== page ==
More communities are beginning to introduce recycling containers to parks and recreational areas, motivated by maintaining a cleaner community, establishing a positive image and reinforcing sustainable behavior. However, the real challenge of recycling is not necessarily technical but behavioral; park managers know that recycling is not simply providing recycling bins and hoping people will use them. Behavior needs to be initiated and changed by the surrounding environment, reinforcing the idea that when it comes to public space recycling; design is key.
"The real challenge of recycling is not necessarily technical but behavioral"
It's believed that most people are both willing and inclined to recycle so long as it is made as easy and simple as possible. It's imperative to try and remove the barriers that deter people from recycling: Confusion and Inconvenience. These barriers are created by community-specific programs as well as inconsistent recycling standards which are forcing people to continuously re-learn and adapt their behaviors wherever they go. This may diminish the priority of recycling and correct waste disposal and can cause a multitude of problems including cross contamination, increased landfill disposal and rejection of recyclables.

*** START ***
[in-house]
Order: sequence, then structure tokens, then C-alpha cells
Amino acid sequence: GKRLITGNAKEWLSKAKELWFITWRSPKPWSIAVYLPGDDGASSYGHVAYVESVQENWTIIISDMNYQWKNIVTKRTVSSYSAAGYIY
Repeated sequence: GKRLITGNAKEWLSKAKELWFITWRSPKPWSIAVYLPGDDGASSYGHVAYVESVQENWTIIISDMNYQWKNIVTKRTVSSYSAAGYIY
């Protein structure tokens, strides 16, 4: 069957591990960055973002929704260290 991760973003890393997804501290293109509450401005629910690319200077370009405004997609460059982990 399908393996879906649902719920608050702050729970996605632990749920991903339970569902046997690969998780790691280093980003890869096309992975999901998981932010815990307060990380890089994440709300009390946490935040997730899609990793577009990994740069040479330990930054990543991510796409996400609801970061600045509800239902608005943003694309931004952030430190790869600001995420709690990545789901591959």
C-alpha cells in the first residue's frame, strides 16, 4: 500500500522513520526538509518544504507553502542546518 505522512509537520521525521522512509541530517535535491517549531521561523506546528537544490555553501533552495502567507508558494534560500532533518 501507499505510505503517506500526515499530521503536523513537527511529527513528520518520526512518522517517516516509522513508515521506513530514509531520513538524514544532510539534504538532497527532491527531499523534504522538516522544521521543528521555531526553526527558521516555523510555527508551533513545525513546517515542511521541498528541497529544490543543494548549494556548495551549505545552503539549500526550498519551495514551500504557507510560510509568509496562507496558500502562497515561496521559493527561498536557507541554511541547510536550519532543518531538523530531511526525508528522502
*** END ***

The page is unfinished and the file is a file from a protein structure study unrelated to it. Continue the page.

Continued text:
Whilst every park and public area will have several factors that influence how visitors respond to a waste management program, there are some universal factors that could be applied to your trash and recycling schemes:
Don't Isolate Recycling
It's important that wherever there is a recycling bin, there is also a trash can. The likelihood of contamination is increased when receptacles are separated from one another as well as when they are placed on the opposite side of traffic flow. By supplying separate and distinct units, you are offering people a choice on whether they want to recycle or not as well as helping to reduce the risk of people using the receptacles interchangeably.
A study by The University of Michigan found that switching from identically colored bins to different colored increased the recycling rate from 55% to 88%, concluding that the color can affect the salience of the receptacles. Whilst there is no national standard, facility managers should try to ensure that their color scheme is kept consistent and harmonizes with existing standards in the community. This will help people to recognize the correct behavior as they associate the program with the expectations and norms of surrounding areas.
People only have a number of seconds to digest the information displayed on your receptacles so it's important that you do not over-complicate it. Ensuring that your receptacle can be easily recognized from a distance will help to trigger the desired behavior. Recycling containers that feature minimal text as well as images of the waste stream will help to reinforce your messages and help to educate on the waste that is being collected.
If these universal design factors are aligned with the strategic placement of your trash cans and recycling containers, it presents a real opportunity to encourage your visitors to utilize all available receptacles.